In 1968 the Board determined that, consistent with the stock purchase prohibition of section 5136 of the Revised Statutes,1 a state member bank may acquire the stock of an operations subsidiary, a company that engages only in activities in which the parent bank may engage directly, at locations at which the bank may engage in the activities, and subject to the same limitations as if the bank were engaging in the activities directly.2 The Board reasoned that such authority could reasonably be interpreted as within a bank's incidental powers to "organize its operations in the manner that it believes best facilitates the performance thereof," where the subsidiary essentially constitutes a separately incorporated division or department of the bank. The 1968 interpretation, therefore, only expressly authorized state member banks to establish wholly owned operations subsidiaries, since a wholly owned subsidiary is functionally indistinguishable from a division or department of the bank.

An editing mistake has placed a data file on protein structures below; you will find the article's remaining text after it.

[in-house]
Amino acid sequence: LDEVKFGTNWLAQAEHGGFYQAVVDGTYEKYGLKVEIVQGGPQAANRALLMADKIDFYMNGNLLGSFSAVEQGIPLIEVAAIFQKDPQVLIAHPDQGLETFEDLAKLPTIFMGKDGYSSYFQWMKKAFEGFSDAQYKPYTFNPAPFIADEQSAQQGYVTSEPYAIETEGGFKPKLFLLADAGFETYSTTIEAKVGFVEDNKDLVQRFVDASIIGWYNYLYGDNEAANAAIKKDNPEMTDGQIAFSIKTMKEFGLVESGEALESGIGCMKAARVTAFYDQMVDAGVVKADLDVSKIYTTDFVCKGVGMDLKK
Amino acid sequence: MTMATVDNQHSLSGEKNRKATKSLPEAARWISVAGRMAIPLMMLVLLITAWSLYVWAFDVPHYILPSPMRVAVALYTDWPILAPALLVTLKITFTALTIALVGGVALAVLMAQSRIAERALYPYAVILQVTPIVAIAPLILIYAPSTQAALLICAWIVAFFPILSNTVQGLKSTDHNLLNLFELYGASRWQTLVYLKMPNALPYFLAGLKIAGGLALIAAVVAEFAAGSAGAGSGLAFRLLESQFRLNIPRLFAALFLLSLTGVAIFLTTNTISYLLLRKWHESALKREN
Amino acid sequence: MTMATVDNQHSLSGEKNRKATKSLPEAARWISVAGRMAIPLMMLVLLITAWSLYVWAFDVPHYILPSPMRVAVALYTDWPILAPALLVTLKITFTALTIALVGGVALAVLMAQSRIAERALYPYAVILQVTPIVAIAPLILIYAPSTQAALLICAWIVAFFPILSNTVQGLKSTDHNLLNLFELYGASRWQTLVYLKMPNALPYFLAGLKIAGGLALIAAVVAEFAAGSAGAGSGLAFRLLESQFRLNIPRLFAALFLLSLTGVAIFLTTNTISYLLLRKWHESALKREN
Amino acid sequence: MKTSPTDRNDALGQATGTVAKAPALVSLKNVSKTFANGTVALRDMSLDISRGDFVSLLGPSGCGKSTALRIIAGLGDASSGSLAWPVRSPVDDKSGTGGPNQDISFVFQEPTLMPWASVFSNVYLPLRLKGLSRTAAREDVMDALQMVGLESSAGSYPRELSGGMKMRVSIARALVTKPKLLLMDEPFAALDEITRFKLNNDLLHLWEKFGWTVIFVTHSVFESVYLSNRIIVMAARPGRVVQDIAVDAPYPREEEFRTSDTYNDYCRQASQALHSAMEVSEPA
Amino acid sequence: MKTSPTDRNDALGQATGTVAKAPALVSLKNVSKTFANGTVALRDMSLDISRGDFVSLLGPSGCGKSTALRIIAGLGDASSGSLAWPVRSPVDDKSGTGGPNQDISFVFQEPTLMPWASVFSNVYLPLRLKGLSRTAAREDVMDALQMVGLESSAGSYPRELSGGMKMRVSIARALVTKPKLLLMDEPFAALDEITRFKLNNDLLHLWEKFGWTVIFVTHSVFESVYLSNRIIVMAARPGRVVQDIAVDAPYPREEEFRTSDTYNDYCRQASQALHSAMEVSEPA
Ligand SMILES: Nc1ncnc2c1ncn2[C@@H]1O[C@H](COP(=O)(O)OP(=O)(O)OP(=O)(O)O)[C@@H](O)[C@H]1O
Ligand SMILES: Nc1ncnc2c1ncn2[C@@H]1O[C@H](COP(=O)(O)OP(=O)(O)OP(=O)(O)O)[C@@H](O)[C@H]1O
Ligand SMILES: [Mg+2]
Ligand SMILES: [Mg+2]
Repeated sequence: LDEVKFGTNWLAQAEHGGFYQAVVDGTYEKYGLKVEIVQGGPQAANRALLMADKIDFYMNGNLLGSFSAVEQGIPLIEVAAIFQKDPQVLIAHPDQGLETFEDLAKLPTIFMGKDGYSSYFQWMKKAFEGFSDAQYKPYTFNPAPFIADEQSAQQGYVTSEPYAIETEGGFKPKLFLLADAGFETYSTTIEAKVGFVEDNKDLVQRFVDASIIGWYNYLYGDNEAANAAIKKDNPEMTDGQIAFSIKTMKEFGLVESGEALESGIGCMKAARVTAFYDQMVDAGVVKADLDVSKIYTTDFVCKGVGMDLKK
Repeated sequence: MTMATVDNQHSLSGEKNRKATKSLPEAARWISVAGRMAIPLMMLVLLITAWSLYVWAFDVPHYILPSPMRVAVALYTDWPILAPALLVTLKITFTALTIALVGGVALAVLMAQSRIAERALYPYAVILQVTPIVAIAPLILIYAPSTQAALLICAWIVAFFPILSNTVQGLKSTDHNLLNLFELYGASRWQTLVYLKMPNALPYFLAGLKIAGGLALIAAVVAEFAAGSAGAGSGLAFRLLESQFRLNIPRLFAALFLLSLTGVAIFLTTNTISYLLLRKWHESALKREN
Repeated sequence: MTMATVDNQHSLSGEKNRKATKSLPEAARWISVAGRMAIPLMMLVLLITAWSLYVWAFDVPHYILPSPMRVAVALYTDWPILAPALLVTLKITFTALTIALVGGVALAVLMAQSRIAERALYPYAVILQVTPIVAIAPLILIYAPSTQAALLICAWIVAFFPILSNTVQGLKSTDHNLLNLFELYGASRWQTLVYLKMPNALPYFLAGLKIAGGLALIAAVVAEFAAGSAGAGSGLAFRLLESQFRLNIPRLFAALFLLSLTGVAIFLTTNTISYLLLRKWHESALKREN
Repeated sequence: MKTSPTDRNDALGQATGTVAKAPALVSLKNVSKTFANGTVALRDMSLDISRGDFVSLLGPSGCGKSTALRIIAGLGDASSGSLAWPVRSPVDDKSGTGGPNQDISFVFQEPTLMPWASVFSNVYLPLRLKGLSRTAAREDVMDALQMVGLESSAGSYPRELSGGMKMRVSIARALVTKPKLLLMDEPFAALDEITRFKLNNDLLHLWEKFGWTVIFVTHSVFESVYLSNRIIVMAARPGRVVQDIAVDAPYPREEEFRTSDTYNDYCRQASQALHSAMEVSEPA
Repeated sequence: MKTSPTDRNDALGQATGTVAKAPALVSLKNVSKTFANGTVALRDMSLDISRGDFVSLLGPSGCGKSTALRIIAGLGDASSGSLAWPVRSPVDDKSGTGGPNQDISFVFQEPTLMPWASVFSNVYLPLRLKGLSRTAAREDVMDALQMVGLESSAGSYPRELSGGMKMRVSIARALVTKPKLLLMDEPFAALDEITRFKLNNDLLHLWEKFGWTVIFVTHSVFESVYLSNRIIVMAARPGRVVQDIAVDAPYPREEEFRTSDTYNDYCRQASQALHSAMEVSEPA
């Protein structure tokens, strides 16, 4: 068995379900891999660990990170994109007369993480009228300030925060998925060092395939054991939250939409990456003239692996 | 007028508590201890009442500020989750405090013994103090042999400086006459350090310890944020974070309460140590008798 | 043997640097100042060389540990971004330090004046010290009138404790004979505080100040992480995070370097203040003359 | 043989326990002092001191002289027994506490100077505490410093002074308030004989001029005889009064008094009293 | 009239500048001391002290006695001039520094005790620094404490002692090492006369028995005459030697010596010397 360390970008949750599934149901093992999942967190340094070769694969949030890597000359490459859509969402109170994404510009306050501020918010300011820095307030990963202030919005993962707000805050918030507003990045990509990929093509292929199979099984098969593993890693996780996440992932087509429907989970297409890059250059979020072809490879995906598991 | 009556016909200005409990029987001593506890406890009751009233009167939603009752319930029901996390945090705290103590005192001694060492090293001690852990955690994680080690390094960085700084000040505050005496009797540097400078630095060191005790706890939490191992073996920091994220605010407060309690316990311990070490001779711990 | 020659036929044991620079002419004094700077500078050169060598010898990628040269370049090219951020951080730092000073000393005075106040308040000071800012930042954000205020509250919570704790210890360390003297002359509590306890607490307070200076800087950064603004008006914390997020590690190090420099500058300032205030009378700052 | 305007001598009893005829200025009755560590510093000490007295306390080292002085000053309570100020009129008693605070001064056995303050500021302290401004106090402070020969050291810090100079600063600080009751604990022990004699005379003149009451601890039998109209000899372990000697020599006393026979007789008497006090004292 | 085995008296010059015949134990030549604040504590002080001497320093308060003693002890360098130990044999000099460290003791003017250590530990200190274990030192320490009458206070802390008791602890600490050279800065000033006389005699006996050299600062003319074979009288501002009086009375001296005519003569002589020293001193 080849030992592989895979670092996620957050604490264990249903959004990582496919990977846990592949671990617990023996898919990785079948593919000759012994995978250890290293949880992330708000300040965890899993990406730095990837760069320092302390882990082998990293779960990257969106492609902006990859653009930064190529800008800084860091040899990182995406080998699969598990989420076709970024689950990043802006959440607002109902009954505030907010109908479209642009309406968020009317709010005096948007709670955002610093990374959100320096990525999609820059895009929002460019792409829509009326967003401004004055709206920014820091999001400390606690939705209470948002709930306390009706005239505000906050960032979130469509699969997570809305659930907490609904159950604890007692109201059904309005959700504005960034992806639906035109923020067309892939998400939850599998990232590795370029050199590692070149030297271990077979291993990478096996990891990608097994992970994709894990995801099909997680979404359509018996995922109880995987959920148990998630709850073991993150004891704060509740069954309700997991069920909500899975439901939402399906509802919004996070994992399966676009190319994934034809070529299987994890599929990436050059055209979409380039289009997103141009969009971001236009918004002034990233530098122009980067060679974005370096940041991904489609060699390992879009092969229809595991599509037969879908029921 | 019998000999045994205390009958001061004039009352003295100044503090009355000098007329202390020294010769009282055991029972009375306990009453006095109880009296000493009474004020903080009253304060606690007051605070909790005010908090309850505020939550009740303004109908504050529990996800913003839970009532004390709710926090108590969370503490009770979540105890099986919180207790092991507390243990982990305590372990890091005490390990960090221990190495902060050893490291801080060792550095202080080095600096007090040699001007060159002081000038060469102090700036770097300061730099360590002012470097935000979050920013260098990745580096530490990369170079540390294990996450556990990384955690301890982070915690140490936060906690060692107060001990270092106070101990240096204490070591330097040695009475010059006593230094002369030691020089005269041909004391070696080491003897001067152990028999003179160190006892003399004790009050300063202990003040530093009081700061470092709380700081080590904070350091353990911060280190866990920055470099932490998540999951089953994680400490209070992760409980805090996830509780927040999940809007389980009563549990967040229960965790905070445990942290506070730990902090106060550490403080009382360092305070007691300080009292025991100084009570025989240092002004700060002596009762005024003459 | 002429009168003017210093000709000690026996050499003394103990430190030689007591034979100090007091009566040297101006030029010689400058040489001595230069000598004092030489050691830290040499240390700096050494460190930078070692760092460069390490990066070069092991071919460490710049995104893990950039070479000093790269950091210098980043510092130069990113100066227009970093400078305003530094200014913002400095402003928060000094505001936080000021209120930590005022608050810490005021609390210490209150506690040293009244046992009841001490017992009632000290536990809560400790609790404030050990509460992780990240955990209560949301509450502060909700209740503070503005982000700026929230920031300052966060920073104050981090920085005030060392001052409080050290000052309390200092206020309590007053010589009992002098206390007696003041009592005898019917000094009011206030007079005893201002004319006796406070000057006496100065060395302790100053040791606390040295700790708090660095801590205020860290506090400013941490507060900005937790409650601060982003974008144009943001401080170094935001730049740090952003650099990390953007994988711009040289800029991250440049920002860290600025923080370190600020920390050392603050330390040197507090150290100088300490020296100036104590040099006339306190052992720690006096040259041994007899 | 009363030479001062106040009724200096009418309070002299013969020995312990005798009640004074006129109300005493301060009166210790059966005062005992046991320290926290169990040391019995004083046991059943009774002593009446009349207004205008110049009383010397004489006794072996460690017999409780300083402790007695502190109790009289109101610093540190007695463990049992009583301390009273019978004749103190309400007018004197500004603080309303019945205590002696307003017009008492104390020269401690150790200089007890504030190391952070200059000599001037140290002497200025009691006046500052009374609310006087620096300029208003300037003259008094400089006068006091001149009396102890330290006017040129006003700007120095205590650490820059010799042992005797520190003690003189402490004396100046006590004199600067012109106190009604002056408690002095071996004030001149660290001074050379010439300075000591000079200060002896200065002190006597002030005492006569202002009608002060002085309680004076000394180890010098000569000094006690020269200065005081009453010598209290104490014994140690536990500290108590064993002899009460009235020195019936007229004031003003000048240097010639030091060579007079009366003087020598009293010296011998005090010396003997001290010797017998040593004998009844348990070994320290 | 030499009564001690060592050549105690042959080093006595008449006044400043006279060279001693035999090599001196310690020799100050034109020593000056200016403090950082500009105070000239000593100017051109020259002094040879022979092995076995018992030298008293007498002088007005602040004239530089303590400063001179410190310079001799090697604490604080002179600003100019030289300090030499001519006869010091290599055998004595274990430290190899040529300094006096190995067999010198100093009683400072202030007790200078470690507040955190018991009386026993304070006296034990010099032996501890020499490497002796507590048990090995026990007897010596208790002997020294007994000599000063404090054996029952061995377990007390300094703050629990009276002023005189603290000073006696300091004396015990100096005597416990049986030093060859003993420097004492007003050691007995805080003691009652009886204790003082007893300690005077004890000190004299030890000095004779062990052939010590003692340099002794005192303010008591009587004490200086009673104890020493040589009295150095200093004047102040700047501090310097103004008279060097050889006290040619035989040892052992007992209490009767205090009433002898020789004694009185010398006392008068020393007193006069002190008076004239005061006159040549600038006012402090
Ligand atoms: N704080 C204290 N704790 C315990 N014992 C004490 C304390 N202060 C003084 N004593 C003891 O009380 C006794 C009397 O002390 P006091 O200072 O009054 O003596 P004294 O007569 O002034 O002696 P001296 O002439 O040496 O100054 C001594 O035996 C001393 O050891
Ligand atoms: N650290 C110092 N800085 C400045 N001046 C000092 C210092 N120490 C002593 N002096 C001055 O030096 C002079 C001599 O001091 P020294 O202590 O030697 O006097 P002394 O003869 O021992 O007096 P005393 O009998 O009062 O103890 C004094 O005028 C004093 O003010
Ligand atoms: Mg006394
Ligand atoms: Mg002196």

In enacting the GLB Act,3 Congress has recognized that national and state member banks have the authority to own and control operations subsidiaries. The GLB Act does this by distinguishing the newly authorized financial subsidiaries of banks, which may engage in activities that their parent banks are not permitted to conduct directly or that are conducted on terms or conditions different from those applied to the activity when conducted by the parent bank, from traditional operations subsidiaries.4